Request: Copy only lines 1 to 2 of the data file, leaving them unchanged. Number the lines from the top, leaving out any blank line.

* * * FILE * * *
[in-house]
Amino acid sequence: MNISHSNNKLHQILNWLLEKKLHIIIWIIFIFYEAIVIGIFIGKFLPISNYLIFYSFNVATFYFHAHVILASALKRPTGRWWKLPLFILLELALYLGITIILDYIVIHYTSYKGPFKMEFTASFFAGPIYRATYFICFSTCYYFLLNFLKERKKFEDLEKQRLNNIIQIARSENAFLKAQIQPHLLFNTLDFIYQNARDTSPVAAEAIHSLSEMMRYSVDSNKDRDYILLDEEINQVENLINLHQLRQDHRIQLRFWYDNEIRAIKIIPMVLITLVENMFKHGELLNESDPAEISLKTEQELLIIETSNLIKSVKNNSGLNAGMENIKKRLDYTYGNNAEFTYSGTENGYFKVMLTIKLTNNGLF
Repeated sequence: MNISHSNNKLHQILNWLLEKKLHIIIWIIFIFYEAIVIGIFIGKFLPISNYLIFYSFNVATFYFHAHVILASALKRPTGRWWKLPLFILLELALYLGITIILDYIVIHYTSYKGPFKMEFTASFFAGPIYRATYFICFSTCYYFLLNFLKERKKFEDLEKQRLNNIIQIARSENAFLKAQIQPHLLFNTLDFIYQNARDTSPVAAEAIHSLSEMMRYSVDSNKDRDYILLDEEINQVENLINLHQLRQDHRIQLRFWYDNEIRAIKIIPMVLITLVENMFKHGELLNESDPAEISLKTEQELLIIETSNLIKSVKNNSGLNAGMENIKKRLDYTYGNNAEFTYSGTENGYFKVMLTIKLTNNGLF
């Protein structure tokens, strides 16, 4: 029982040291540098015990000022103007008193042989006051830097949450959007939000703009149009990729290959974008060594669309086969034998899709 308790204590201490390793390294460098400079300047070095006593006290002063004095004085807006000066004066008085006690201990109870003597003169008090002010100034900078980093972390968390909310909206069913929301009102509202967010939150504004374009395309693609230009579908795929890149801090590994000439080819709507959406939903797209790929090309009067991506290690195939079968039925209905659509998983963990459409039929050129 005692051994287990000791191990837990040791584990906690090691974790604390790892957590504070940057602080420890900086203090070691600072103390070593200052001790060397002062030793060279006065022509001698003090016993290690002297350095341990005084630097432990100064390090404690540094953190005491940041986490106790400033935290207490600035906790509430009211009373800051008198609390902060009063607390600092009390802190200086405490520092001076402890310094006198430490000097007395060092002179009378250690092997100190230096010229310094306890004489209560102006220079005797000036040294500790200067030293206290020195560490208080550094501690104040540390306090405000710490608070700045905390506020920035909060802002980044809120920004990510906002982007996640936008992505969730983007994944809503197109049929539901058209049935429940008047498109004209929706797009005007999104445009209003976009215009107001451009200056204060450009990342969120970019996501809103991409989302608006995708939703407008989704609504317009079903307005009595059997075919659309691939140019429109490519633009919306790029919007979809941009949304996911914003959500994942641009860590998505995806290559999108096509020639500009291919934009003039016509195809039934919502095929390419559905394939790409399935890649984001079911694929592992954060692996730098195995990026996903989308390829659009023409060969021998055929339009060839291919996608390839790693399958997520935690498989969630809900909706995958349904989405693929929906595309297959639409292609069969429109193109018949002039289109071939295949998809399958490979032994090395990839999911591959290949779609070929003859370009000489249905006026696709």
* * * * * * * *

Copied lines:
[in-house]
Amino acid sequence: MNISHSNNKLHQILNWLLEKKLHIIIWIIFIFYEAIVIGIFIGKFLPISNYLIFYSFNVATFYFHAHVILASALKRPTGRWWKLPLFILLELALYLGITIILDYIVIHYTSYKGPFKMEFTASFFAGPIYRATYFICFSTCYYFLLNFLKERKKFEDLEKQRLNNIIQIARSENAFLKAQIQPHLLFNTLDFIYQNARDTSPVAAEAIHSLSEMMRYSVDSNKDRDYILLDEEINQVENLINLHQLRQDHRIQLRFWYDNEIRAIKIIPMVLITLVENMFKHGELLNESDPAEISLKTEQELLIIETSNLIKSVKNNSGLNAGMENIKKRLDYTYGNNAEFTYSGTENGYFKVMLTIKLTNNGLF